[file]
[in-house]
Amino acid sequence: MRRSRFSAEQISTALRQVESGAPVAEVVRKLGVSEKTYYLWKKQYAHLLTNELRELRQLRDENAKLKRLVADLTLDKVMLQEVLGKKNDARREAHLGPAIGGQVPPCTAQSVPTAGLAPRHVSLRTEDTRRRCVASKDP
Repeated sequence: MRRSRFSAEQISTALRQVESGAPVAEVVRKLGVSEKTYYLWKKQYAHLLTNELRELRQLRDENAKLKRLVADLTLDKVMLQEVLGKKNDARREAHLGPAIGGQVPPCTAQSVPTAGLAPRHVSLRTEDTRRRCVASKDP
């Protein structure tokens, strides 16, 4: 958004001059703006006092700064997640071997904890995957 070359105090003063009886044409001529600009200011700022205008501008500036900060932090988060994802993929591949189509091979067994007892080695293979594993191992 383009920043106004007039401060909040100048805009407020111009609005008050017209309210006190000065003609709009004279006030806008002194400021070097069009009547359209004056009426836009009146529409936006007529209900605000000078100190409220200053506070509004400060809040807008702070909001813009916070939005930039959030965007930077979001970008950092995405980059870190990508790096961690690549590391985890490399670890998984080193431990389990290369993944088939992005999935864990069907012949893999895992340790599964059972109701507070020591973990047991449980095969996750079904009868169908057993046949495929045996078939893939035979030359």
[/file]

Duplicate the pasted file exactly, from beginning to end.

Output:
[in-house]
Amino acid sequence: MRRSRFSAEQISTALRQVESGAPVAEVVRKLGVSEKTYYLWKKQYAHLLTNELRELRQLRDENAKLKRLVADLTLDKVMLQEVLGKKNDARREAHLGPAIGGQVPPCTAQSVPTAGLAPRHVSLRTEDTRRRCVASKDP
Repeated sequence: MRRSRFSAEQISTALRQVESGAPVAEVVRKLGVSEKTYYLWKKQYAHLLTNELRELRQLRDENAKLKRLVADLTLDKVMLQEVLGKKNDARREAHLGPAIGGQVPPCTAQSVPTAGLAPRHVSLRTEDTRRRCVASKDP
């Protein structure tokens, strides 16, 4: 958004001059703006006092700064997640071997904890995957 070359105090003063009886044409001529600009200011700022205008501008500036900060932090988060994802993929591949189509091979067994007892080695293979594993191992 383009920043106004007039401060909040100048805009407020111009609005008050017209309210006190000065003609709009004279006030806008002194400021070097069009009547359209004056009426836009009146529409936006007529209900605000000078100190409220200053506070509004400060809040807008702070909001813009916070939005930039959030965007930077979001970008950092995405980059870190990508790096961690690549590391985890490399670890998984080193431990389990290369993944088939992005999935864990069907012949893999895992340790599964059972109701507070020591973990047991449980095969996750079904009868169908057993046949495929045996078939893939035979030359």